×Among the conspirators included in Fig. 5.5 are Friedrich Olbricht and Claus von Stauffenberg, the Head of the German Home Army’s Supply Section and the Chief of Staff of the German Home Army (GHA), respectively. Their particular roles in the July 1944 plot to assassinate Hitler are discussed in this chapter. Joining this particular vertical trust network is Oberleutnant Werner von Haeften, von Stauffenberg’s adjutant. Von Haeften accompanied von Stauffenberg to the Wolfschanze in East Prussia on July 20, 1944, and he returned to Berlin with von Stauffenberg once the bomb detonated and the second phase of the plot had begun. There, von Haeften continued to play an integral role in the plot. The particulars of the Reich Provisional Government were established prior to July 20, 1944. As indicated in Table 5.2, Carl Goerdeler, the former mayor of Leipzig, was set to serve as Reich Chancellor, while three former politicians, Wilhelm Leuschner, Julius Leber, and Urich von Hassell, were slated to take on the Reich Vice Chancellorship, the Reich Interior Ministry, and the Reich Foreign Ministry, respectively (Zentner and Bedürftig 1997). Lastly, Erwin von Witzleben was to serve as Supreme Commander of the Wehrmacht under Beck’s authority (Zentner and Bedürftig 1997).
Provisional Reich government
Provisional government position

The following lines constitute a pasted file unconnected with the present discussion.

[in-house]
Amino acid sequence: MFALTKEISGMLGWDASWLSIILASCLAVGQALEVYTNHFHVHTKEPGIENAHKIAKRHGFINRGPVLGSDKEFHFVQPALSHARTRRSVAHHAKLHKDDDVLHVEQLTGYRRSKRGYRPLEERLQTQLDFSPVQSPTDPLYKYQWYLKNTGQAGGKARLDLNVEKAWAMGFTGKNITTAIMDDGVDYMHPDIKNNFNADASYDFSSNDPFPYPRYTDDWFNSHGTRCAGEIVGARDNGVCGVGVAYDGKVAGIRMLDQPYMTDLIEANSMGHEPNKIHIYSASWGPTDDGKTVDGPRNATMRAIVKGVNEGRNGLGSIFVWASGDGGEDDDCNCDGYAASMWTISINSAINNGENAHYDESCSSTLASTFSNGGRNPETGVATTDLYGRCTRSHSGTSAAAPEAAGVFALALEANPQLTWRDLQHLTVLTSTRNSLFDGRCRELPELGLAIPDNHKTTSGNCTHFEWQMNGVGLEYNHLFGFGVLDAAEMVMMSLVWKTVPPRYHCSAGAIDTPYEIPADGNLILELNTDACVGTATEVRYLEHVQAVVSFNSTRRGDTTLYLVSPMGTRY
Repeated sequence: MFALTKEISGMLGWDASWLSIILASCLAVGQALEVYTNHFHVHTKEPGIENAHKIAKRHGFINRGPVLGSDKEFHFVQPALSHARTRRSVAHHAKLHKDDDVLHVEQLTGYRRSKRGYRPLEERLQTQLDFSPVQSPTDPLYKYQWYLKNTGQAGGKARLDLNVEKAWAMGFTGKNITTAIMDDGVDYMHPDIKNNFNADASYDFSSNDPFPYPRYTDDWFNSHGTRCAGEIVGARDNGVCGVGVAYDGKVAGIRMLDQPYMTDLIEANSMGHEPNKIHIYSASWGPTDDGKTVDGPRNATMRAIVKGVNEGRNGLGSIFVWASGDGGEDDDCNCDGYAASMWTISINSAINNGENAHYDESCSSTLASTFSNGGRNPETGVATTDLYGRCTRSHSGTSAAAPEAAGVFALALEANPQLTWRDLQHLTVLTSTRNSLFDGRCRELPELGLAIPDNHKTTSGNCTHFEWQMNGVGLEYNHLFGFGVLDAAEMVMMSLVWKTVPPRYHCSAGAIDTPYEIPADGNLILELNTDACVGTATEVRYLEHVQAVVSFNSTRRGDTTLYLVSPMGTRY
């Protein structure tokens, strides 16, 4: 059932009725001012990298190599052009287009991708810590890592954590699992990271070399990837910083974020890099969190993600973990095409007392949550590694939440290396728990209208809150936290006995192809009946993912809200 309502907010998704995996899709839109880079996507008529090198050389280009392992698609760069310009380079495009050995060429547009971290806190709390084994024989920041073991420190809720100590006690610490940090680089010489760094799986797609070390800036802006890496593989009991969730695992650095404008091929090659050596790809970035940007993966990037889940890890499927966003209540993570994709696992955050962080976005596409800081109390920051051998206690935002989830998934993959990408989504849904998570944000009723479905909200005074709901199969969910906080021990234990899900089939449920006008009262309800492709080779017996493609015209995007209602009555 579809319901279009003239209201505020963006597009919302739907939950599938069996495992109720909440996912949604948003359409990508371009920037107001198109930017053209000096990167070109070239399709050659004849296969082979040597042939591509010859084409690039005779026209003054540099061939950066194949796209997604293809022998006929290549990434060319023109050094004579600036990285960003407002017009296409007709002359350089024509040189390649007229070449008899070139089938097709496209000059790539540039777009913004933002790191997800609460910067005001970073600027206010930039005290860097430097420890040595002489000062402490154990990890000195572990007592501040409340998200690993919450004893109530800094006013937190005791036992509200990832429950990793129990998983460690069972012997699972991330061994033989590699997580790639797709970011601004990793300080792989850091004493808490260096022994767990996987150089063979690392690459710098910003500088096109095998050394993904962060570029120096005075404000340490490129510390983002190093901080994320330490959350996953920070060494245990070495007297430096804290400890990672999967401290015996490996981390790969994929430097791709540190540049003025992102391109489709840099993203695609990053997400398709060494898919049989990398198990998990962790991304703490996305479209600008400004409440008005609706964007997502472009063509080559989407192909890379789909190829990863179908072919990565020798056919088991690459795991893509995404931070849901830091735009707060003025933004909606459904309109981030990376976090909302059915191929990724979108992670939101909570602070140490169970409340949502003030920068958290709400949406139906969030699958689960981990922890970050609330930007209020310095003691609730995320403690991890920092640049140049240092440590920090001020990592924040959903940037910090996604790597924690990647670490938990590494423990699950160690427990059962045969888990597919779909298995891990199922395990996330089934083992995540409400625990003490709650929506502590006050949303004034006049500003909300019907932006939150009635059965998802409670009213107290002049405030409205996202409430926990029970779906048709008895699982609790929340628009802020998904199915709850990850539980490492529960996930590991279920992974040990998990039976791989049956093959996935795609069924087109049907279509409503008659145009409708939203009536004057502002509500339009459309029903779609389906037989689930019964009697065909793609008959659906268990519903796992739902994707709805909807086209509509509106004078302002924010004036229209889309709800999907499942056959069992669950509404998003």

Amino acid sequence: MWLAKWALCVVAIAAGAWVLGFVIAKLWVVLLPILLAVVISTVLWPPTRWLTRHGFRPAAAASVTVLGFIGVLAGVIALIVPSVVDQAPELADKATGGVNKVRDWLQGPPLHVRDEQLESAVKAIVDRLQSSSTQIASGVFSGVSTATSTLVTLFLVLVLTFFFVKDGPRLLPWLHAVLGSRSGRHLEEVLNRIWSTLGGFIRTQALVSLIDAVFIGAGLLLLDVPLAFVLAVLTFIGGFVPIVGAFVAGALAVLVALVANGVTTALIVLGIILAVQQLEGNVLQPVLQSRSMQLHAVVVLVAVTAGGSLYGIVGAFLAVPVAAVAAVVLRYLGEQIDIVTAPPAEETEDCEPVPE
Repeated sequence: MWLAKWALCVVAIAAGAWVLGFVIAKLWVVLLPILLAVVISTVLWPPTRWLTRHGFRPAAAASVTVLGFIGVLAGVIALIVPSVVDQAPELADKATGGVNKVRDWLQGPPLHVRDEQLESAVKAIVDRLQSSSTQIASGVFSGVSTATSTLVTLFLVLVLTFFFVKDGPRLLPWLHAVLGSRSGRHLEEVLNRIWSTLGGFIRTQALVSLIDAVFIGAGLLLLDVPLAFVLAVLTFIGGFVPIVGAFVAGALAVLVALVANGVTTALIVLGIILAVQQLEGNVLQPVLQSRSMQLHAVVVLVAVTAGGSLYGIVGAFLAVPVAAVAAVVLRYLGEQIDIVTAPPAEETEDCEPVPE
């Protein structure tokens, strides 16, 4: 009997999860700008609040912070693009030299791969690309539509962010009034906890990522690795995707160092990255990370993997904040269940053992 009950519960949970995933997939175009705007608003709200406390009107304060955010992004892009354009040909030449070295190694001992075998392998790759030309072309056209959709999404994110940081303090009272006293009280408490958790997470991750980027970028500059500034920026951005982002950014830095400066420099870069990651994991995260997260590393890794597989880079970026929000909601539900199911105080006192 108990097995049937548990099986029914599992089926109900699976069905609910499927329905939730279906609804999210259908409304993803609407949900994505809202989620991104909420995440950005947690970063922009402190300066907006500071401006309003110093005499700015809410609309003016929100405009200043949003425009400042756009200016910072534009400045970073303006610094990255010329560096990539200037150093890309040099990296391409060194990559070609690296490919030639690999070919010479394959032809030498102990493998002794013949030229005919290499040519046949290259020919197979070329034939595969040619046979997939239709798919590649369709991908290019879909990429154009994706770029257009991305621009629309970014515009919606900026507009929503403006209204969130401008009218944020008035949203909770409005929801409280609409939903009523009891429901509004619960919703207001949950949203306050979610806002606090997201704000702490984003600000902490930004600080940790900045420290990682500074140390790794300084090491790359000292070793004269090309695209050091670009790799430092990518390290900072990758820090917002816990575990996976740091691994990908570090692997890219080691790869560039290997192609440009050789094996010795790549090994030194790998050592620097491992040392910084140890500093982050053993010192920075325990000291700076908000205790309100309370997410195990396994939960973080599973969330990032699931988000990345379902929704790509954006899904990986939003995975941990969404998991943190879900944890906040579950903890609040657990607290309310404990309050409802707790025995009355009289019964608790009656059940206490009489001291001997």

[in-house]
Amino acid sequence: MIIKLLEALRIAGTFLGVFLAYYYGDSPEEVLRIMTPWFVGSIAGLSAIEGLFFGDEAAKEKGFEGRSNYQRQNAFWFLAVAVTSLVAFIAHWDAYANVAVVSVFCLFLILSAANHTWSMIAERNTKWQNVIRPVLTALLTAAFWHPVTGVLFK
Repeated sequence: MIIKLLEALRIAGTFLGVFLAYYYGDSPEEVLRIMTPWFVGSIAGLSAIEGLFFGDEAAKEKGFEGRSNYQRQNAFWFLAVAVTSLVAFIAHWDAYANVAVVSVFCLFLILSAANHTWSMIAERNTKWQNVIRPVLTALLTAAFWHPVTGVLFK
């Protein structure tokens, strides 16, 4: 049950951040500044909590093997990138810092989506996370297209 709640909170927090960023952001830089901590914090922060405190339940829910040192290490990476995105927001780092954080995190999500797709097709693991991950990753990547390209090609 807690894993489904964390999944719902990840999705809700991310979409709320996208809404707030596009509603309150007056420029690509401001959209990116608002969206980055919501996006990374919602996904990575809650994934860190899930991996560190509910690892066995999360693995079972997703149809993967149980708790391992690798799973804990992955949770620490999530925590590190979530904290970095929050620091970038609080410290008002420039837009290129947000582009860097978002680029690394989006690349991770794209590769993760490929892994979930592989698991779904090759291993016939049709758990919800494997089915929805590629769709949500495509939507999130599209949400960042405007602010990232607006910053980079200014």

Generaloberst, Wehrmacht Chief of General Staff (retired)
Former Mayor and Police Chief of Leipzig
Reich Vice Chancellor
Former Hessian Interior Minister
Reich Interior Minister
Former member of the Reichstag
von Hassell, Ulrich
Reich Foreign Minister
Former German Ambassador to Rome
von Witzleben, Erwin
Wehrmacht Supreme Commander
Generalfeldmarschall, Supreme Commander of the Western Army (retired)
Conquest ( 1968) details the destruction of horizontal networks in a communist regime.
About 60,000 Hungarian Jews had, by this time, died either at the front or as victims of various atrocities (Deak 2010).
Many of the remaining one-third perished subsequently (Deak 2010).
Yad Vashem ( www.yadvashem.org)
Historians believe this particular plan, which seems absurd, may have simply been a game that Eichmann was playing with the RRC, or, given the large quantities of war-related items, an avenue to promote a plan by Reichsführer -SS Heinrich Himmler to offer England and the United States an alliance with Nazi Germany against Bolshevism (Bauer 1994; Braham 1994; Florence 2010).
In the spring of 1944, Becher negotiated the purchase by the SS of most of Hungary’s heavy armaments industry from its Jewish owners. For his part, Becher provided the Jewish industrialists both money and safe passage to Portugal of more than 40 Hungarian Jews (Deak 2010).